“That doesn’t mean they are physically going to come here any time soon,” he said.

“But they will.”

Stephanie Levitz, The Canadian Press


Like us on Facebook and follow us on Twitter.

Want to support local journalism during the pandemic? Make a donation here.

Immigration

Get local stories you won't find anywhere else right to your inbox.
Sign up here

Just Posted

Kwick’kanum (Eric Pelkey), a hereditary chief of the Tsawout Nation, addressed the crowd that gathered at Mount Newton Cross Road and Highway 17 on Oct. 23. (Devon Bidal/News Staff)
UPDATED: Pat Bay Highway reopens after rally supporting Mi’kmaq fishing rights

Supporters call on government to recognize Indigenous treaty rights

Sooke man Rik Downer spent two weeks in the Royal Jubilee Hospital after contracting flesh-eating bacteria. (Nina Grossman/News Staff)
Sooke man’s bumped knee leads to fight for life

Man unknowingly contracts case of rare flesh-eating disease

Const. Graham Walker of the Saanich Traffic Safety Unit recreates an incident involving a driver who police say attempted to film the scene of a crash while driving up Highway 17. (Saanich Police/Twitter)
Police track down driver caught filming accident scene on Pat Bay Highway

Driver issued $368 ticket, points on their licence

The 21st annual Japanese Cultural Fair streams online Oct. 24 from noon to 3 p.m. (Facebook/Victoria Nikkei Cultural Society)
Esquimalt’s Japanese Cultural Fair takes tastes, experiences and cultures online

21st annual free event streams Saturday, Oct. 24 starting at noon

B.C. provincial health officer Dr. Bonnie Henry gives a daily briefing on COVID-19 cases at an almost empty B.C. Legislature press theatre in Victoria, B.C., on March 25, 2020. (Don Craig/B.C. government)
B.C. sees 223 new COVID-19 cases, now 2,009 active

Two new care home outbreaks in Surrey, Burnaby

Advance polls are open from Oct. 15 to 21 with election day on Oct. 24. (Black Press Media file photo)
100 Mile Conservation officer Joel Kline gingerly holds an injured but very much alive bald eagle after extracting him from a motorist’s minivan. (Photo submitted)
B.C. driver thought he retrieved a dead bald eagle – until it came to life in his backseat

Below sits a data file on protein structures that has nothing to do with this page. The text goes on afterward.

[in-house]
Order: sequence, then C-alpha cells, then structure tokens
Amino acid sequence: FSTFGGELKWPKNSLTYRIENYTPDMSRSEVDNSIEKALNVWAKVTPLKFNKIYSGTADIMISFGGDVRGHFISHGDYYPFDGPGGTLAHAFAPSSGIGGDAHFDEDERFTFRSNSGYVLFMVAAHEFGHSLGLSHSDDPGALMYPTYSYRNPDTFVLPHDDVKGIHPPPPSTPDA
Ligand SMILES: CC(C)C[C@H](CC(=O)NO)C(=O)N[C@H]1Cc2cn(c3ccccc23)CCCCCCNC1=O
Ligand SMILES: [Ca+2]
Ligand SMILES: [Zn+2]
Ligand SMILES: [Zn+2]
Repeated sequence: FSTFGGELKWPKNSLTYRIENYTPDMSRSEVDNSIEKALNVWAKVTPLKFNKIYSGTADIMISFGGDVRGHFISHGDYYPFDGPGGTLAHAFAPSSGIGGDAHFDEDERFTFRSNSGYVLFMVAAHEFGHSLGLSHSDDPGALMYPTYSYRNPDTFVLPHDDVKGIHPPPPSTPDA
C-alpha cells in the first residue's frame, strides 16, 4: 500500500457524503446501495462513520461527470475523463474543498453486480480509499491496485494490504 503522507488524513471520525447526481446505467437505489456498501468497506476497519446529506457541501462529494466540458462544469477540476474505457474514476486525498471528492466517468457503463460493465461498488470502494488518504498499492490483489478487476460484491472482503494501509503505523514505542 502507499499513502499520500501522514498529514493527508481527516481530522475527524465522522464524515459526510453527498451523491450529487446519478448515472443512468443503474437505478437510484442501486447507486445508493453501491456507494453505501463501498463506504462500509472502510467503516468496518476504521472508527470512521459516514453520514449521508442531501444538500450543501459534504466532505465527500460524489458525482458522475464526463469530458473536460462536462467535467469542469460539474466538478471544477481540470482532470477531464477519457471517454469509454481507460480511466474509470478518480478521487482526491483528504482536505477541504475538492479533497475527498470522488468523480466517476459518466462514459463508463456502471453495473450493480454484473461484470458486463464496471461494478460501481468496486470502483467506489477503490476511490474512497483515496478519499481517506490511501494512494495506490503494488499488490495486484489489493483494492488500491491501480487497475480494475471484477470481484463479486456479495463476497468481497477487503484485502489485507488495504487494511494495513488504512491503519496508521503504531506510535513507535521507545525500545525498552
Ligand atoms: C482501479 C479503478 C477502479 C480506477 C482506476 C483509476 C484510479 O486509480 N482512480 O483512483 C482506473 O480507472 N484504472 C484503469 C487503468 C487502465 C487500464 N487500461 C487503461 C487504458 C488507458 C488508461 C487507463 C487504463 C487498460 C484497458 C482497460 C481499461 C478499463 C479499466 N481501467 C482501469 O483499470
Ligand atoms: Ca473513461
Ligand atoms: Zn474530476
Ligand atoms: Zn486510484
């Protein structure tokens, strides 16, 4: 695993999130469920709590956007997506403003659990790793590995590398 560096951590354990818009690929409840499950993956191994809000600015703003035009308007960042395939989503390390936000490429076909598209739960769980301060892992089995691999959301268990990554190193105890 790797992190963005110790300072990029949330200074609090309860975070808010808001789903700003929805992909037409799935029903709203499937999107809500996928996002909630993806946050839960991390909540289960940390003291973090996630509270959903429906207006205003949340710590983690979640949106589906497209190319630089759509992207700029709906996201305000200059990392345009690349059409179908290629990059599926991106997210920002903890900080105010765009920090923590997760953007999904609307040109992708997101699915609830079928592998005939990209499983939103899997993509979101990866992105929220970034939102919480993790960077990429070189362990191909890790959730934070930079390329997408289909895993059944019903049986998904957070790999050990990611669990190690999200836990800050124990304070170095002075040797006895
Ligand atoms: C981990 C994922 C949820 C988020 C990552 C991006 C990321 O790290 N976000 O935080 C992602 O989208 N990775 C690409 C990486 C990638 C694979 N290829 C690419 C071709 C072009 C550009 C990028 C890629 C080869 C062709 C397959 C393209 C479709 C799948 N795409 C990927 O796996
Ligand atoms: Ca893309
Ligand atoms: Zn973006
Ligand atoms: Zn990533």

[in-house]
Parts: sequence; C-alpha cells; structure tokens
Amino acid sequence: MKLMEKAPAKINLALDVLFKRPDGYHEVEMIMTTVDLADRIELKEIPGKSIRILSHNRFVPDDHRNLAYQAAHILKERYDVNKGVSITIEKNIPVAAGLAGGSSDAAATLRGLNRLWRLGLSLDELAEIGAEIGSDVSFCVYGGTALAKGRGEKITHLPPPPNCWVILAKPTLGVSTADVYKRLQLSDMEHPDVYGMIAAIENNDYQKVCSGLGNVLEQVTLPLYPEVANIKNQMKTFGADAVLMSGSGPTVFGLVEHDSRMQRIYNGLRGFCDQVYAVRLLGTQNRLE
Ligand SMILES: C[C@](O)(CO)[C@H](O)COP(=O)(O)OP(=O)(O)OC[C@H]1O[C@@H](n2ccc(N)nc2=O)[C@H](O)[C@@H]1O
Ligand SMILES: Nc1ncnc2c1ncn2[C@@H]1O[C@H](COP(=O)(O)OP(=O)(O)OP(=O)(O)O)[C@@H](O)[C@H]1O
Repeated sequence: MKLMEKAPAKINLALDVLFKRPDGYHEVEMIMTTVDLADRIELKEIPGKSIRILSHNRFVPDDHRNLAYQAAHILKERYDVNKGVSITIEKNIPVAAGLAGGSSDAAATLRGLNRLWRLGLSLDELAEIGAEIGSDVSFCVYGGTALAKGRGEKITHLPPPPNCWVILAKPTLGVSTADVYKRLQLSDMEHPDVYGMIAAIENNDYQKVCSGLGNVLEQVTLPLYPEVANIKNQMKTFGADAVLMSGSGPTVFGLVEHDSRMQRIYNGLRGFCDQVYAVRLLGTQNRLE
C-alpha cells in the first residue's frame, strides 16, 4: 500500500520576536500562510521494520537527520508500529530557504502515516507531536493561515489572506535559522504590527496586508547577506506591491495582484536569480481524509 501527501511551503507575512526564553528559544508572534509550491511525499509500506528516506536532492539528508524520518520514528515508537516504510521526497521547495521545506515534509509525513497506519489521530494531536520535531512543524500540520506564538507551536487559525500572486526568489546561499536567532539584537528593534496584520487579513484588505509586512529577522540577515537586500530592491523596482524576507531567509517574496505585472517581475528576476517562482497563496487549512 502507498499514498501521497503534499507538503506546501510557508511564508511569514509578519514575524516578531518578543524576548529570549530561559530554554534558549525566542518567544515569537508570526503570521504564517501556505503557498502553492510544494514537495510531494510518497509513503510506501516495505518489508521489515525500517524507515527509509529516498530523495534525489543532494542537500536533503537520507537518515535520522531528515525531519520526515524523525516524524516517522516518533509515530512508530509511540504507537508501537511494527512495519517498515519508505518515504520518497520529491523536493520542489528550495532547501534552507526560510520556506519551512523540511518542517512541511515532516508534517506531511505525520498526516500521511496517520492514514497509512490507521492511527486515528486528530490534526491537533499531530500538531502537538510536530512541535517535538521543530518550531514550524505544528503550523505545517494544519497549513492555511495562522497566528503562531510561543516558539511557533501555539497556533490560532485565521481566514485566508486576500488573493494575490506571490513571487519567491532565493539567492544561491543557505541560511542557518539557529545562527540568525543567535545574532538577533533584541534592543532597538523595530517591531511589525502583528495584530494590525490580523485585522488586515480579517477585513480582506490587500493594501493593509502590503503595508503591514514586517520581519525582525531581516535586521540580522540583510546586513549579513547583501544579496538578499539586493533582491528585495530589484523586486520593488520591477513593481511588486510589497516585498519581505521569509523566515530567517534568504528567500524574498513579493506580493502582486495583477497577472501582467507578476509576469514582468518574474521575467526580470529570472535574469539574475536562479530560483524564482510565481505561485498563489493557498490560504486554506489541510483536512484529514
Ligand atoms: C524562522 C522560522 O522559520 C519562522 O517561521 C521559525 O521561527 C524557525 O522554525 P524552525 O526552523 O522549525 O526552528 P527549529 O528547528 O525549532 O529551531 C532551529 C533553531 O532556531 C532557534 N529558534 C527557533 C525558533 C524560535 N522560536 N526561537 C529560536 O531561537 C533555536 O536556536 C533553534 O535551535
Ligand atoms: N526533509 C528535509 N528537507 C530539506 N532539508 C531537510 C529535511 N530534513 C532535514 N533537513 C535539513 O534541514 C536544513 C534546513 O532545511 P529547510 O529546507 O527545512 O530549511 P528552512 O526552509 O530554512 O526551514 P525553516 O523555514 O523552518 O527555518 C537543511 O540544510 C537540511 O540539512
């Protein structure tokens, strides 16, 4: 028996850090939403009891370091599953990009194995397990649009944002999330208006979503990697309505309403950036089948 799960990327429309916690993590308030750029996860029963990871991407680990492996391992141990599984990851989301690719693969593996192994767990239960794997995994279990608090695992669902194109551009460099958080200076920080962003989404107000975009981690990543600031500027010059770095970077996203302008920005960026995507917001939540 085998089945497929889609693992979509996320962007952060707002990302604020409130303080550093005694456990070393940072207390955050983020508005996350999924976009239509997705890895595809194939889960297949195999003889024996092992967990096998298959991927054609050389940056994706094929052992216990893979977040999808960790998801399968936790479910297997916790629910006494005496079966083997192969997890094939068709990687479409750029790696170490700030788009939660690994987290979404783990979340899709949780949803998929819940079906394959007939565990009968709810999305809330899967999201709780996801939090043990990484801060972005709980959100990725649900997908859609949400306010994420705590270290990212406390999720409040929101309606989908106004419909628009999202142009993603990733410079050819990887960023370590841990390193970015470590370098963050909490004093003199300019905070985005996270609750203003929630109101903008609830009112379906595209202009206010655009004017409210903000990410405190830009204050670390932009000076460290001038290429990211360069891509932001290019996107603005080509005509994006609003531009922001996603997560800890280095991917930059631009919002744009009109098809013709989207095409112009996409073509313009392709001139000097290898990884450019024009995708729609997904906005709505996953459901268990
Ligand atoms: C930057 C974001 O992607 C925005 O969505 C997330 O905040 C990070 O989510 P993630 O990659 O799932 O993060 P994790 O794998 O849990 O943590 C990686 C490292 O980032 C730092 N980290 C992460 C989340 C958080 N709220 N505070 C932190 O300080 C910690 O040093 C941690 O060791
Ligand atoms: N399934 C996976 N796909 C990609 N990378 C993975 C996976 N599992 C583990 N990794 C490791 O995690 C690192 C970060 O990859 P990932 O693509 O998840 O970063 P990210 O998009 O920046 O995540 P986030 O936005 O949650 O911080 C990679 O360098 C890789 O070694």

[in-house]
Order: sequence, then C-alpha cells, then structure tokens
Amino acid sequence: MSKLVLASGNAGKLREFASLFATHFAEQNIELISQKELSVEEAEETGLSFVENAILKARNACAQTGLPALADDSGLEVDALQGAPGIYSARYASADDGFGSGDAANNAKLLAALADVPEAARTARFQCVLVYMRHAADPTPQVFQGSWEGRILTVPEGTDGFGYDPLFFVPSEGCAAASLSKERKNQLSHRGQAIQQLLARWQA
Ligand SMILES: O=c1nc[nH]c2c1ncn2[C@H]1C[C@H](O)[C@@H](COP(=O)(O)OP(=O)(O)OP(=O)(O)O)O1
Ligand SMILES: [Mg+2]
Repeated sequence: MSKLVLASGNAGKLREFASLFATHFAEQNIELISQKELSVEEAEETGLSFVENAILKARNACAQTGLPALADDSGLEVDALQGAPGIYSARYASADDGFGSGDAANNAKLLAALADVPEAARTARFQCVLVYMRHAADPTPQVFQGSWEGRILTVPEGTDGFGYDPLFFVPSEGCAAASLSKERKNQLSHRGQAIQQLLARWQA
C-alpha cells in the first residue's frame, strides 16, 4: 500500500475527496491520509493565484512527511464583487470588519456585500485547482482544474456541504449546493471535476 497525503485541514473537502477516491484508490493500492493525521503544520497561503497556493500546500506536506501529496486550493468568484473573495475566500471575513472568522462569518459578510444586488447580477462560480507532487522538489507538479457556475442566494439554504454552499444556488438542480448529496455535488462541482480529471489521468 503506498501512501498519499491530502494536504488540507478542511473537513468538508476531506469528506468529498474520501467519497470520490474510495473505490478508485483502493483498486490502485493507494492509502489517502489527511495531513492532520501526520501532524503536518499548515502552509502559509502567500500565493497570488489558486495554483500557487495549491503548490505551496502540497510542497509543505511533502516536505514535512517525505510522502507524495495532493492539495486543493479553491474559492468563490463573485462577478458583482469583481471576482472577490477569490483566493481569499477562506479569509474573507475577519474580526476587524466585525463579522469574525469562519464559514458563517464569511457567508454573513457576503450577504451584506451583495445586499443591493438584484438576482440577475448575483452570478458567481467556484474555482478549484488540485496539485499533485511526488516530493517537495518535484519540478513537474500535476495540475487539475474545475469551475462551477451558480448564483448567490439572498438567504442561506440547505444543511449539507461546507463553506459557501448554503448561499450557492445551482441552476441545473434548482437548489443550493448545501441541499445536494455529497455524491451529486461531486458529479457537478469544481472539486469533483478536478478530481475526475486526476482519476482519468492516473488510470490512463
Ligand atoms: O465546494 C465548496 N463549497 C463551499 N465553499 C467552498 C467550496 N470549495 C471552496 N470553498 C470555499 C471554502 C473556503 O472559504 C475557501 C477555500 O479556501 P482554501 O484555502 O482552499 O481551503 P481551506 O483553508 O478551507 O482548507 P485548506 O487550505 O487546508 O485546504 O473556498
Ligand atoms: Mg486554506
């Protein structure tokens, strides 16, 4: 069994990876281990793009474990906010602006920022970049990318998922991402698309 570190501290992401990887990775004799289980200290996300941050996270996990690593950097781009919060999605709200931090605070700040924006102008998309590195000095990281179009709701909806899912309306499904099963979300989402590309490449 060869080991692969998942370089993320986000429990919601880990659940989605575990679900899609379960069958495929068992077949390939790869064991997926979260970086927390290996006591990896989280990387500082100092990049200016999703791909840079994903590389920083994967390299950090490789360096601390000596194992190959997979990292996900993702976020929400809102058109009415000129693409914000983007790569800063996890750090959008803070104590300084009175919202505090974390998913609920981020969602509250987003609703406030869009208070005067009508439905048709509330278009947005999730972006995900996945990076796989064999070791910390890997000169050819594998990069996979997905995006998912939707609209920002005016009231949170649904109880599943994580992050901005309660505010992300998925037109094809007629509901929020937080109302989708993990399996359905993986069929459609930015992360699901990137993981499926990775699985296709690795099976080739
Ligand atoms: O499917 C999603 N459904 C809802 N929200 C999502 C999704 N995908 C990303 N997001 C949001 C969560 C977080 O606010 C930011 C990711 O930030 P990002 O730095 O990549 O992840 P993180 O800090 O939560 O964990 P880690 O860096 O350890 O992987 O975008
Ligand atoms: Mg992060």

The driver believed the bird to be dead and not unconscious as it turned out to be

Chastity Davis-Alphonse took the time to vote on Oct. 21. B.C’s general Election Day is Saturday, Oct. 24. (Chastity Davis-Alphonse Facebook photo)
B.C. reconciliation advocate encourages Indigenous women to vote in provincial election

Through the power of voice and education Chastity Davis-Alphonse is hopeful for change

White Rock RCMP Staff Sgt. Kale Pauls has released a report on mental health and policing in the city. (File photos)
White Rock’s top cop wants to bill local health authority for lengthy mental-health calls

‘Suggestion’ included in nine-page review calling for ‘robust’ support for healthcare-led response

A Le Chateau retail store is shown in Montreal on Wednesday July 13, 2016. Le Chateau Inc. says it is seeking court protection from creditors under the Companies’ Creditors Arrangement Act to allow it to liquidate its assets and wind down its operations.THE CANADIAN PRESS/Ryan Remiorz
Clothing retailer Le Chateau plans to close its doors, files for CCAA protection

Le Chateau said it intends to remain fully operational as it liquidates its 123 stores

Green party Leader Sonia Furstenau arrives to announce her party’s election platform in New Westminster, B.C., on October 14, 2020. THE CANADIAN PRESS/Jonathan Hayward
B.C. Green party says it’s raised nearly $835,000 in 38 days

NDP Leader John Horgan is holding his final virtual campaign event

U.S. border officers at the Peace Arch crossing arrested two men on California warrants this week. (File photo)
Ottawa predicts system delays, backlogs unless court extends life of refugee pact

Canada and the United States recognize each other as safe places to seek protection

Most Read